Japan Geoscience Union Meeting 2018

Presentation information

[JJ] Poster

B (Biogeosciences) » B-BG Biogeosciences & Geosphere-Biosphere Interactions

[B-BG03] Microbial ecology in earth and planetary sciences

Wed. May 23, 2018 3:30 PM - 5:00 PM Poster Hall (International Exhibition Hall7, Makuhari Messe)

convener:Michinari Sunamura(University of Tokyo Dept. of Earth & Planetary Science), Natsuko Hamamura(Kyushu University), Keisuke Koba(京都大学生態学研究センター, 共同), Yuki Morono(Kochi Institute for Core Sample Research, Japan Agency for Marine-Earth Science and Technology)

[BBG03-P01] Traces of microorganisms in reefal microbial crusts discovered in a Holocene reef sediment core from the Ryukyu Archipelago

*Syou Koyano1, Masaaki Chinen2, Fumito Shiraishi3, Kazuhiko Fujita1 (1.Graduate School of Engineering and Science, University of the Ryukyus, 2.Daisekirinzan Rock Museum, 3.Graduate School of Science, Hiroshima University)

Keywords:Reefal microbial crust, Holocene, Microbioerosion

The Reefal Microbial Crust (RMC) is a microbial carbonate formed by benthic microorganisms which cover the surfaces and cavities of dead coral skeletons and induce the precipitation of carbonate crystals. There are still many questions on their formation processes and controlling factors. Several centimeters-thick carbonate crusts similar to the RMC were found on the surfaces and cavities of fossil corals from a Holocene reef sediment core drilled on an offshore coral reef of Okinawa Island, the Ryukyu Archipelago (Ryukyus). The RMC-like crusts found in the Ryukyus mainly consist of high-Mg calcite, and contain bioclasts and siliciclastics, but traces of microorganisms that are likely involved in the formation have not yet been observed. Therefore, we aim to observe the microstructure, to find the traces of microorganisms in the RMC-like crusts, and to elucidate their formation processes.

Samples containing the RMC-like crusts were obtained from a Holocene reef sediments core (total length: 8.0 m) drilled at the Naha new port pier (Okinawa, Japan). The depositional age of the core is ca. 7540 to 7350 cal yr BP for fossil corals at a core depth of 7.5 to 6.5 m, and ca. 7000 to 6760 cal yr BP for fossil corals at a core depth of 4.0 m. Five slab samples, in which the RMC-like crusts were observed, were selected from the core, and two cuboid samples (long axis: 25 to 30 mm, short axis: 5 mm) were cut from each slab. The cuboid samples were immersed in 5% H2O2 and cleaned ultrasonically in Milli-Q water (a cross-section surface sample). In addition, the surface was impregnated with epoxy resin under a vacuum condition, polished and etched superficially in 5% HCl for 30 seconds (an etched surface sample). Surface microstructure and traces of microorganisms in the RMC-like crusts were observed on both cross-section and etched surface samples using scanning electron microscope (SEM). Element composition analysis (qualitative spot analysis) was carried out using energy dispersive X-ray spectroscopy (EDX) to examine elemental components of crystals and particles.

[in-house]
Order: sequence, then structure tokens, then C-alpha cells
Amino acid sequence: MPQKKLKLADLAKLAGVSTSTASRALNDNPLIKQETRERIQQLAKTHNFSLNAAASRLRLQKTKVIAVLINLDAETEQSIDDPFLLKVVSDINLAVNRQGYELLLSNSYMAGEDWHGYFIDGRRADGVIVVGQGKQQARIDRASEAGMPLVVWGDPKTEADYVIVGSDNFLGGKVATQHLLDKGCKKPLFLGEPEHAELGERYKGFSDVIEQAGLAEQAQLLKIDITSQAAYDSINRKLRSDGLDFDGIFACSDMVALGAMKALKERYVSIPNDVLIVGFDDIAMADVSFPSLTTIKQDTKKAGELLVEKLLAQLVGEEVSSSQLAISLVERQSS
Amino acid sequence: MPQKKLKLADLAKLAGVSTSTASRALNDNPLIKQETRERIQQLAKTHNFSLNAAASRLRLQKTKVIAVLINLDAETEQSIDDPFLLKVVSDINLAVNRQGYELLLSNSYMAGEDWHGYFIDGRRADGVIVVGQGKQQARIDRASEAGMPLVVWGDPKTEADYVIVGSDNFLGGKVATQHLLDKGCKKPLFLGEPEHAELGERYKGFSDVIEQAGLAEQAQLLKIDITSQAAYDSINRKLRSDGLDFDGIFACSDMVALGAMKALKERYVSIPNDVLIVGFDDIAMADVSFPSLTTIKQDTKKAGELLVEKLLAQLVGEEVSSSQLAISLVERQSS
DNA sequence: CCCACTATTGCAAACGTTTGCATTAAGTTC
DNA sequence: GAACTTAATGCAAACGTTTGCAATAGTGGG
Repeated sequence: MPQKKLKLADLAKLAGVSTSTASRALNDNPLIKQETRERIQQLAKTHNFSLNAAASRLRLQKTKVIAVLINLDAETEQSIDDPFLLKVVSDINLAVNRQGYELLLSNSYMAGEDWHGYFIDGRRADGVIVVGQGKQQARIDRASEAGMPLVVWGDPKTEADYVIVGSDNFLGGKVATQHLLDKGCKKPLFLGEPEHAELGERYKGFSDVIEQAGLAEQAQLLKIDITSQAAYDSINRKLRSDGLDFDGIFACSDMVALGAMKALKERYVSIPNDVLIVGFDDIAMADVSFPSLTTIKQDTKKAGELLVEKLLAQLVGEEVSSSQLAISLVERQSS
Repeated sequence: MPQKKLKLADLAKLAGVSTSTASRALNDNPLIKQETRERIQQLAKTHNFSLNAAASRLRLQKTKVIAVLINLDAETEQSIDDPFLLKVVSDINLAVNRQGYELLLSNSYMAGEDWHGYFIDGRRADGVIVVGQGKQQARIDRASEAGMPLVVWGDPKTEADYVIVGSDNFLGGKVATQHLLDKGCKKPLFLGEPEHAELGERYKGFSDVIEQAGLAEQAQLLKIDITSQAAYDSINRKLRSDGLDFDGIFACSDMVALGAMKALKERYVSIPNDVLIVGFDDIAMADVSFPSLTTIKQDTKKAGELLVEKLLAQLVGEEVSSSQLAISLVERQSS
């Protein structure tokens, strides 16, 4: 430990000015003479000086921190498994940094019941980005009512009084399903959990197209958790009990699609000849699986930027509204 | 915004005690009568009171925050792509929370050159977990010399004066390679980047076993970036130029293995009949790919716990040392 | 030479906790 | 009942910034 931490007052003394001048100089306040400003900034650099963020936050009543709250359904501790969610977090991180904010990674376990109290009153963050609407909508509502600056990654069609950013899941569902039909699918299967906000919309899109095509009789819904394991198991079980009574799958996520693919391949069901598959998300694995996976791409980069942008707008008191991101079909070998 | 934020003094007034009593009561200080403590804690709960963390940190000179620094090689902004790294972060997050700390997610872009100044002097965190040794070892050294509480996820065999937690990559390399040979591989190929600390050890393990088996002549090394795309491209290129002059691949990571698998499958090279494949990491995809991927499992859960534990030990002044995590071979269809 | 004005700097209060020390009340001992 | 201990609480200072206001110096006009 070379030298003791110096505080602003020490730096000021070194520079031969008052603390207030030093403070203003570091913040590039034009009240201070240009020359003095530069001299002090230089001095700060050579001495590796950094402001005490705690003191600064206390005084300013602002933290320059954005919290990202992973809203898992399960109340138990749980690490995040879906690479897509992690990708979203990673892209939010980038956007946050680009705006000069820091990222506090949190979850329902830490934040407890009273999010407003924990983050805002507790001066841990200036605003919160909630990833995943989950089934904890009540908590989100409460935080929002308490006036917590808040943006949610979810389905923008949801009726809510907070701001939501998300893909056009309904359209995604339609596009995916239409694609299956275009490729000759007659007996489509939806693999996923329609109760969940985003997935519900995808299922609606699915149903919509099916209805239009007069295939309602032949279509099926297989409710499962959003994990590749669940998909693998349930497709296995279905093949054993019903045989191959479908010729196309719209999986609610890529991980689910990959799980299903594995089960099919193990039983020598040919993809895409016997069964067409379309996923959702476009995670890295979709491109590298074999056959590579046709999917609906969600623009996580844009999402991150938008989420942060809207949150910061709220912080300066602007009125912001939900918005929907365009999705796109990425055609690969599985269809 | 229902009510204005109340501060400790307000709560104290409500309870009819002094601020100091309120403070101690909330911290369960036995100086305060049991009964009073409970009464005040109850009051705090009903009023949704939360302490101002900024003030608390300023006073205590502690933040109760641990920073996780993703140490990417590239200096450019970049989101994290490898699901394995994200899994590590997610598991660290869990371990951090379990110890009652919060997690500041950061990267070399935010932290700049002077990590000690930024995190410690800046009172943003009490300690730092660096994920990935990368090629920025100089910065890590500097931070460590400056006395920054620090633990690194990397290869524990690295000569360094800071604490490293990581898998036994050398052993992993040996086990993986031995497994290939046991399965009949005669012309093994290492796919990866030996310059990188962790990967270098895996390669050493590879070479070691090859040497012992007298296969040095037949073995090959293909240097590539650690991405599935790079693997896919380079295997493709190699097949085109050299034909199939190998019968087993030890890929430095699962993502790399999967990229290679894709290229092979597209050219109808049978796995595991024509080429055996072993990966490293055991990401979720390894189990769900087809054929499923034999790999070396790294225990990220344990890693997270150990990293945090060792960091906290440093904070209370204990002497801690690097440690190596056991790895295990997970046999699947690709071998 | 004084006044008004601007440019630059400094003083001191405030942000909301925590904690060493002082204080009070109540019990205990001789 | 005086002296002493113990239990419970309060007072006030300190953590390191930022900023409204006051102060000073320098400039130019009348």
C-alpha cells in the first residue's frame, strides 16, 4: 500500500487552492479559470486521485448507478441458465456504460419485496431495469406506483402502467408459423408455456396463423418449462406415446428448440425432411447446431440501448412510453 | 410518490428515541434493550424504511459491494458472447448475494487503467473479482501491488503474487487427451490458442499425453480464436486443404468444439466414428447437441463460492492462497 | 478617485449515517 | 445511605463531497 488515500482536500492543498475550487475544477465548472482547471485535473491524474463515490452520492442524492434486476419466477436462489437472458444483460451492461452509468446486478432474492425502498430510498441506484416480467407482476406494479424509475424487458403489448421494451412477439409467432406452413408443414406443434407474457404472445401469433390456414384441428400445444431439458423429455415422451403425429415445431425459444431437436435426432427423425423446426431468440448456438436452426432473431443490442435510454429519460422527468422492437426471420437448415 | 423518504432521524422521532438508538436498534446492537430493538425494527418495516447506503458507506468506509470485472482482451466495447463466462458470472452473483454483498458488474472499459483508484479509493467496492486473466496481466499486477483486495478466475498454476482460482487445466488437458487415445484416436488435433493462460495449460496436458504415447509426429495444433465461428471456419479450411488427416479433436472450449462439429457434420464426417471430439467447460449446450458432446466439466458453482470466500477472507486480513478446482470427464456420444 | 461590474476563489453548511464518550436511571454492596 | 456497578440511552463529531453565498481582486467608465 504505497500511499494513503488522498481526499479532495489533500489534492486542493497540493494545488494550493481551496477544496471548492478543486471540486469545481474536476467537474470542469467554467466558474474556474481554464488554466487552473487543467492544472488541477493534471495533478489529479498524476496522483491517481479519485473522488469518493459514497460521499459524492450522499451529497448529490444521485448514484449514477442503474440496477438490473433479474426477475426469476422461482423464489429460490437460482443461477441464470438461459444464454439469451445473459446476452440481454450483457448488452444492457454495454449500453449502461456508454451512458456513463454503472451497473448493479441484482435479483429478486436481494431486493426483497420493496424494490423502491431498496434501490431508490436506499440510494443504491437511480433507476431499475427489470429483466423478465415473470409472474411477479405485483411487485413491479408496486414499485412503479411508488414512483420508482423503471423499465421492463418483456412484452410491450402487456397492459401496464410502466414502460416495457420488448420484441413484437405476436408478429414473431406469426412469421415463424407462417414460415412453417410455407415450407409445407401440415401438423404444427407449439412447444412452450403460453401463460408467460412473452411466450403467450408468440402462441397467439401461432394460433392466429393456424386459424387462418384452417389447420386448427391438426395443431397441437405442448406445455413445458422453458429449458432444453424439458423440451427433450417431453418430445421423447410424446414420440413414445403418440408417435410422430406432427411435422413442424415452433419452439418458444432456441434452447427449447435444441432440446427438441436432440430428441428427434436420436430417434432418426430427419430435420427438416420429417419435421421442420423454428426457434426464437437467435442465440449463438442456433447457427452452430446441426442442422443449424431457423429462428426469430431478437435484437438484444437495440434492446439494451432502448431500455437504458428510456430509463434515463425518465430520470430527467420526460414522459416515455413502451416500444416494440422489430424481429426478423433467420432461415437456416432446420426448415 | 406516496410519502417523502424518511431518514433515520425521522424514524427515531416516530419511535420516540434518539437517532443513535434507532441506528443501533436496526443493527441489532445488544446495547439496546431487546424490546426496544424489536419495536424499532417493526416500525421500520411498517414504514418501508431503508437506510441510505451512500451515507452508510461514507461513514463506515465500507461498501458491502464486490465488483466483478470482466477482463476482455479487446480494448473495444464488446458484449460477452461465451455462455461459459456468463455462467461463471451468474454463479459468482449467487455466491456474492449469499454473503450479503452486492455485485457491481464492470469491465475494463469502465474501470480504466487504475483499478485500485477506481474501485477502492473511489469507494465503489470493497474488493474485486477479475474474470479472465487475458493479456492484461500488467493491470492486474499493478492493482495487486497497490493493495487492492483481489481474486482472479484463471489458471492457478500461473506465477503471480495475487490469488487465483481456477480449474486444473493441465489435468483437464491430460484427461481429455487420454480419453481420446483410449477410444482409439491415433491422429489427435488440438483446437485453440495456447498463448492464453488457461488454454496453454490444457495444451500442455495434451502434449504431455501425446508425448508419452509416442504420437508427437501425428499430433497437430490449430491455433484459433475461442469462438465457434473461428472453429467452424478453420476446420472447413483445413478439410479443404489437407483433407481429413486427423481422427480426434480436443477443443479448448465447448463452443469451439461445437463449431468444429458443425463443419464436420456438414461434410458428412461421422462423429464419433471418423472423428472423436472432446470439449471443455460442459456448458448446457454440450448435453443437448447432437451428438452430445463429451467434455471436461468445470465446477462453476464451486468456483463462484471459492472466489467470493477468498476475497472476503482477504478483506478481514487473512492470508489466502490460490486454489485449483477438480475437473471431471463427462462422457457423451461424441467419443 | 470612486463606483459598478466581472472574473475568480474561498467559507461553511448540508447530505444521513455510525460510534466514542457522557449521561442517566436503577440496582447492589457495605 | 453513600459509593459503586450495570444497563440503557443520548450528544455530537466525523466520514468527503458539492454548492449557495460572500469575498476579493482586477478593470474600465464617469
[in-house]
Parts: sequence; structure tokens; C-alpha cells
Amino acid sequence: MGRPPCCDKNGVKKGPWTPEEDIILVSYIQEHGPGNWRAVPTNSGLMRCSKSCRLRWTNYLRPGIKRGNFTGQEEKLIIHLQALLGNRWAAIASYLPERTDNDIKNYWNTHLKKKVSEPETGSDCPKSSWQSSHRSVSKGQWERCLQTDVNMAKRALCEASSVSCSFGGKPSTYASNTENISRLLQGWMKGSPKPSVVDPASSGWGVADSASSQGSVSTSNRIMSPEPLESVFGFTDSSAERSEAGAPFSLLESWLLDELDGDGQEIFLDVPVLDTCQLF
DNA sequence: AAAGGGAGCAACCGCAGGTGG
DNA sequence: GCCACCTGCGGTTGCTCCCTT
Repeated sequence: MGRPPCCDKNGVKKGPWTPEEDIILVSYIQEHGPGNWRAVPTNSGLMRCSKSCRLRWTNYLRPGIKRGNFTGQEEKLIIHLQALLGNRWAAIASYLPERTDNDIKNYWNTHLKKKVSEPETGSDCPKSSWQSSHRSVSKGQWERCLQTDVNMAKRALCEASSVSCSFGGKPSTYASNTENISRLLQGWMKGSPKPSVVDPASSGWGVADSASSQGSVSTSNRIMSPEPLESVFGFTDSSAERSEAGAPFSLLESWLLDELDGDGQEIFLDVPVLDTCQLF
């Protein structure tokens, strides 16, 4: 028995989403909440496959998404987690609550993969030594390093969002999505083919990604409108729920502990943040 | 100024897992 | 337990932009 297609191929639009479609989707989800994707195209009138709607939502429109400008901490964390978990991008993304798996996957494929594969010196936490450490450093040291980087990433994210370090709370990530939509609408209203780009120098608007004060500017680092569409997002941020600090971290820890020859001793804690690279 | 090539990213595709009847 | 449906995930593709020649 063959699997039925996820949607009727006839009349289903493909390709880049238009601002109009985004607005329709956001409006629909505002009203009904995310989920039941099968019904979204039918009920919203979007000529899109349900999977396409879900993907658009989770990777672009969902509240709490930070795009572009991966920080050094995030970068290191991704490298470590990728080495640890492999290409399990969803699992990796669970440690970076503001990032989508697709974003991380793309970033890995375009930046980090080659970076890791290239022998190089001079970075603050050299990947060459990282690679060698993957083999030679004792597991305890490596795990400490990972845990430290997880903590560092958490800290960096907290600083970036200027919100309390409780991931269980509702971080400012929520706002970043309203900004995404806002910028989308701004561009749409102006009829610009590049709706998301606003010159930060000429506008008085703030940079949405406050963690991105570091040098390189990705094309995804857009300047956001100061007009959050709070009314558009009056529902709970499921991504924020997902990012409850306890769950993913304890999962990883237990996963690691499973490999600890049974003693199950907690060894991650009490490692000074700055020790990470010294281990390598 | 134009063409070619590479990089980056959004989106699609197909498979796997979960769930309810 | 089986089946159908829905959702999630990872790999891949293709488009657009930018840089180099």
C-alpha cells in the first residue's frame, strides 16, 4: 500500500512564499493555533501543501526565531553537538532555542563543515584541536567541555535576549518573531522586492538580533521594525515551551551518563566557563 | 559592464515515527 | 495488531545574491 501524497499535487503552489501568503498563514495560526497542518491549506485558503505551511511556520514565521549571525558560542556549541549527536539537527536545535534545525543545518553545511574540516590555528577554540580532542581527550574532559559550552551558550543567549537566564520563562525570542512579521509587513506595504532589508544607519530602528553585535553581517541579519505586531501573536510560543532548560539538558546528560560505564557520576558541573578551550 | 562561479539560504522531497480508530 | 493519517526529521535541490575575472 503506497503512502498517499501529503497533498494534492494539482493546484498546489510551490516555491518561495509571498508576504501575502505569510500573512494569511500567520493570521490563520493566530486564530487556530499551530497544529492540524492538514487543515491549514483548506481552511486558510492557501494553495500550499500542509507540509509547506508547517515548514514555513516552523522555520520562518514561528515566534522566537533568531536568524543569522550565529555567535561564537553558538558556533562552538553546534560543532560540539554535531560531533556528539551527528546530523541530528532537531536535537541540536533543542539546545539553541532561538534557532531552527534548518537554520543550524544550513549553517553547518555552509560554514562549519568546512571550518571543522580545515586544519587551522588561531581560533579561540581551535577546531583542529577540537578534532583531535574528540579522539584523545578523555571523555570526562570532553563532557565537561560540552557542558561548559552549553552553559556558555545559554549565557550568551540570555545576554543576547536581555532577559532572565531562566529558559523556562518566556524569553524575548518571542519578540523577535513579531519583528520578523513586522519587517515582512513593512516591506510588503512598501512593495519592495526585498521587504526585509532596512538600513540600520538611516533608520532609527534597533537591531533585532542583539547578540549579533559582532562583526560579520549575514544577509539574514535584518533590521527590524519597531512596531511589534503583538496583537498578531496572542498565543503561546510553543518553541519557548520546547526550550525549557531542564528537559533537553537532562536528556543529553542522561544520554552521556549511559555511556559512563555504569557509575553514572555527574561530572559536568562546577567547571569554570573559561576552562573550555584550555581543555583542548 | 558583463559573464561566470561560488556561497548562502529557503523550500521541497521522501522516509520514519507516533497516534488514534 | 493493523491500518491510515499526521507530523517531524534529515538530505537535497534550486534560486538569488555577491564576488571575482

Observations of the cross-section surfaces confirmed aggregates of aligned and lumpy pores on the surfaces of RMC-like crusts. Peloidal microcrystalline aggregates with a diameter of approximately 20 to 100 μm were observed in the pores of RMC-like crusts and fossil corals. Bioclasts (e.g. coral and shell fragments) and siliciclastics (e.g. quartz and potassium feldspar) were observed in the peloidal microcrystalline aggregates. The following four kinds of carbonate crystals were observed in the aggregates: high-Mg calcite of braded and “rice-grain” shapes, high-Mg calcite with Al and Si in “ash-like” appearance, and acicular aragonite. Observations of the etched surfaces also confirmed laminated and clotted casts of pores in RMC-like crusts, and clotted masses developed in the cavities of coral skeletons. Casts of bioclasts and remnants of siliciclastics were observed in the laminated and clotted casts. Tubular microbioerosion traces with a diameter of about 2 to 5 μm were also observed in the laminated and clotted casts.

These observations showed the presence of both laminated stromatolite-like parts and a clotted thrombolite-like parts in the RMC-like crusts from the Ryukyus. In addition, peloidal microcrystalline aggregates and microbioerosion traces similar to those produced by cyanobacteria were observed in the interior and in the vicinity of RMC-like crusts. Therefore, we confirmed that carbonate crusts found in the Ryukyus are RMCs. RMCs from the Ryukyus are likely formed by irregular accumulations of two parts: a dense part where bioclasts and siliciclastics has been trapped by high-Mg calcite cements induced by microbial community, and a pore part where bioclasts associated with microbioerosion and peloidal microcrystalline aggregates are observed.